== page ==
The Moho Nord development, deemed the “biggest oil development to date” for Congo, has come online with a production capacity of 100,000 barrels of oil equivalent per day (Mboe/d), Total said March 15.

Targeting Miocene and Albian reservoirs in the South Atlantic Ocean, the development features 17 subsea wells tied back to a new floating production unit (FPU) called Likouf and another 17 subsea wells developed from a new tension-leg platform. Water depths range from 450 m to 1,200 m (1,476 ft to 3,937 ft).

“Moho Nord will contribute to the reinforcement of the cash flow of the group and to its production growth,” Arnaud Breuillac, president of E&P for Total, said in a statement.

The startup comes amid the company’s push to grow production by more than 4% this year, part of an effort to increase production by an annual average of 5% to 2020. In February, the Paris-based company said it planned to launch about 10 projects during the next 18 months and add resources to its portfolio.

At the time, Total said its breakeven was down to less than $40/bbl and is expected to continue falling.

“Since [year-] end 2016, Brent increased to around $55/bbl with the announced production cuts agreed by OPEC and non-OPEC countries, including Russia. However, inventory levels are high and prices are likely to remain volatile,” Total said last month.

“In this context, the group is continuing to cut costs with the objective of achieving $3.5 billion of cost savings in 2017 and bringing production costs down to $5.50/boe for the year. Investments are moving into the sustainable range needed to deliver profitable future growth and are expected to be between $16 and $17 billion in 2017, including resource acquisitions.”

Part of a joint project, Moho Nord follows the Moho Bilondo Phase 1b development, which started production in 2015. The subsea development, located in the southern part of the Moho Bilondo license area, includes 11 wells tied back to the existing Alima FPU.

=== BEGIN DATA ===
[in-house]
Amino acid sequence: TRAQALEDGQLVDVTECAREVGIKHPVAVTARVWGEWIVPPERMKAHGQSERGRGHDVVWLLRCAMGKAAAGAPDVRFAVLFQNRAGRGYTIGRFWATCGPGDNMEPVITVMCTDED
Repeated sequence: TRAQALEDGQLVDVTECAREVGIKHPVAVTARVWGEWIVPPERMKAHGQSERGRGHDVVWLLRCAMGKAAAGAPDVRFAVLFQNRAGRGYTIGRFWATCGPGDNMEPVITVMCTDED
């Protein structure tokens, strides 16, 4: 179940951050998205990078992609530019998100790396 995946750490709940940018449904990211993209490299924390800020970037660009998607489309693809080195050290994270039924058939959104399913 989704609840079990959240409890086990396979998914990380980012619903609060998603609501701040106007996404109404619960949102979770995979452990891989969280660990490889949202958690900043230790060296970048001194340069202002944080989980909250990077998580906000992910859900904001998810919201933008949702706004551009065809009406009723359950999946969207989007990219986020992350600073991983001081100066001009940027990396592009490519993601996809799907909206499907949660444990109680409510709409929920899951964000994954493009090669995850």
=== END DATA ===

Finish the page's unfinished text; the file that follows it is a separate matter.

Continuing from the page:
Source: Total

Moho Nord is located in the northern part of the license area. Oil processed from the development’s new FPU is being exported via pipeline to the Total-operated Djeno onshore terminal.

The 14,600-ton Likouf is vertically moored, and the 62,000-ton FPU has a production capacity of 100 M bbl/d of oil and 2.5  million cubic meters per day (MMcm/d), or 88.3 MMcf/d, of gas. Both were built by Hyundai Heavy Industries, which landed the contracts valued at a combined $2 billion in 2013.

“The facilities are designed to minimize their environmental footprint,” Total said. “There will be no routine flaring and the all-electric design improves energy efficiency by optimizing the amount of power needed to run the installations. All the produced water will be reinjected into the reservoir.”

Total, which serves as operator, holds a 53.5% interest in the development. Partners are Chevron Overseas (Congo) Ltd., with 31.5% interest, and Société Nationale des Pétroles du Congo, with 15%.

The development is expected to help reverse declining oil production due to maturing fields in the medium term, as well as boost revenue for oil-dependent Congo. According to the U.S. Energy Information Administration, Congo ranks among the top five oil producers in Sub-Saharan Africa and mostly develops resources offshore, although there are efforts to increase onshore production as well.

Total is Congo’s leading oil producer, having produced an average 89 Mboe/d in 2016, the company said.

Velda Addison can be reached at vaddison@hartenergy.com.